4. Don’t refer to your repotting log to determine when the tree was repotted last and when next it should be repotted; refer to the tree. If a sharp chopstick won’t enter the soil easily in several places, it probably needs repotting. A weak tree for whatever reason might take three times as long to fill a pot with roots as a heathy strong one. Time is irrelevant.
5. Don’t cut too much root off a young tree or you can stall it’s momentum. And when repotting young trees in general, don’t cut the top much the year you repot.
6. Bamboo is your best friend. Drive shafts into very firm root balls for anchoring wires, or for bracing trees with really bad root systems. Get timber bamboo with walls about 1/3″ thick, and split it. You can see how bamboo is used in several places on this blog.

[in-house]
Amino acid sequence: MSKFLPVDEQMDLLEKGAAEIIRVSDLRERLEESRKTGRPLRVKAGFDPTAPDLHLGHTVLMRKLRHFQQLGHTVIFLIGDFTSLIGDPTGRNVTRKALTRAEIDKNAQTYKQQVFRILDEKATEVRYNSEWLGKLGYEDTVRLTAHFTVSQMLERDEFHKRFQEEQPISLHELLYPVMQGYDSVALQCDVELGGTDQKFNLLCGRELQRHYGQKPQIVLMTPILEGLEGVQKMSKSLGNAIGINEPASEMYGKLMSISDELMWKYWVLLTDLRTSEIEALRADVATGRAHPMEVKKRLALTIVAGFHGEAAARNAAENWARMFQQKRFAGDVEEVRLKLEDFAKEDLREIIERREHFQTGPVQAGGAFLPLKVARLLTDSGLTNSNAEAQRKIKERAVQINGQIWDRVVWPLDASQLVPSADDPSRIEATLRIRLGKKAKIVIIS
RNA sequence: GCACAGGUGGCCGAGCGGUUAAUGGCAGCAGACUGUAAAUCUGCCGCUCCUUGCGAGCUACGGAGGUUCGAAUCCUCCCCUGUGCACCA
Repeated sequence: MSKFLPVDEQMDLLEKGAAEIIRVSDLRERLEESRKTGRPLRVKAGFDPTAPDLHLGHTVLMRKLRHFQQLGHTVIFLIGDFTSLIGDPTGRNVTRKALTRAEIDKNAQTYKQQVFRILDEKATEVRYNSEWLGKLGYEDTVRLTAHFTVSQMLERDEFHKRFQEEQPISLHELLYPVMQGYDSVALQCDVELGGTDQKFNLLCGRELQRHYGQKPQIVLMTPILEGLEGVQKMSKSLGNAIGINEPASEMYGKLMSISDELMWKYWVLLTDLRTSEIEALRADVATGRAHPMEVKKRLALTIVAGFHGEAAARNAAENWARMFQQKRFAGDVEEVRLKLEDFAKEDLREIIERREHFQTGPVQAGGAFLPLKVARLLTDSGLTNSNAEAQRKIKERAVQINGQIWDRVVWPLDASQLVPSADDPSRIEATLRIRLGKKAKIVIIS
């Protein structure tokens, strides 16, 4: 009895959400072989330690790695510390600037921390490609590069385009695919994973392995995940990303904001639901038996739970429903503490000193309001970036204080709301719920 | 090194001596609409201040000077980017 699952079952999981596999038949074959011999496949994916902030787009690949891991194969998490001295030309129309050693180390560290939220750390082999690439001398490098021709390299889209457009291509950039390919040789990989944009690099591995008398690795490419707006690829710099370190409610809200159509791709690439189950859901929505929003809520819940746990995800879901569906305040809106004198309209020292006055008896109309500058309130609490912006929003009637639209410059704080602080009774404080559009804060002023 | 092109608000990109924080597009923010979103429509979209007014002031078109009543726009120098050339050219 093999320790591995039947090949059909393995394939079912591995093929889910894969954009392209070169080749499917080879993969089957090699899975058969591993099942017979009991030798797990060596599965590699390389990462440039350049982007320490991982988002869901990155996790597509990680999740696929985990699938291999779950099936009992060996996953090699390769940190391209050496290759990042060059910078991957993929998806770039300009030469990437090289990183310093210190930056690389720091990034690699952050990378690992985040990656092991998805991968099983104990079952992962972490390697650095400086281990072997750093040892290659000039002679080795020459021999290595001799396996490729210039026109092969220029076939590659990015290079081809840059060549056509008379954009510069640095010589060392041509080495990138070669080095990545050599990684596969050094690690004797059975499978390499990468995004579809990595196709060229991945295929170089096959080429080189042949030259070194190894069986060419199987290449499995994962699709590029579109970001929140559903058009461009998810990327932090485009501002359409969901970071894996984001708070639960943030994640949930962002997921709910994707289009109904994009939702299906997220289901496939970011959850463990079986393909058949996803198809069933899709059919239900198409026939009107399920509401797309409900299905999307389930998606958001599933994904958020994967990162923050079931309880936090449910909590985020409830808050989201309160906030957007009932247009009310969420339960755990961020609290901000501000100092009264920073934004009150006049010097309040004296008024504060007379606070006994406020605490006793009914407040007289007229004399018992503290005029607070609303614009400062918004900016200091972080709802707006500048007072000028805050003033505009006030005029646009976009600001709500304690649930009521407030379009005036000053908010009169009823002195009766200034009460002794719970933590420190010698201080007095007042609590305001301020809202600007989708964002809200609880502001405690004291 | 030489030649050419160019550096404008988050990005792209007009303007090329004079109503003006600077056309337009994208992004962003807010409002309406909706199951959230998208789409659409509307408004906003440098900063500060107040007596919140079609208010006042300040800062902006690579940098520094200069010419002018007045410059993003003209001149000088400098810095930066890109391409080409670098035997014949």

7. Have a REASON for repotting. If you’re just going through the motions because it’s what you always do at this time of year, well, rethink that one. Assess each tree and its needs. If you don’t know how to answer that, then find a teacher. No Star Trekking through your tree’s root systems, bolding going where no one has gone before…without a clue. Get clueified. Really. Repotting is like open heart surgery; we’re dealing with a tree’s life here.
Excellent tips! Thanks for posting.
Reblogged this on Bonsai Eejit.
Nice little snidbits of useful information. I always look forward to your posts. I’m almost done with repotting hear in North Carolina.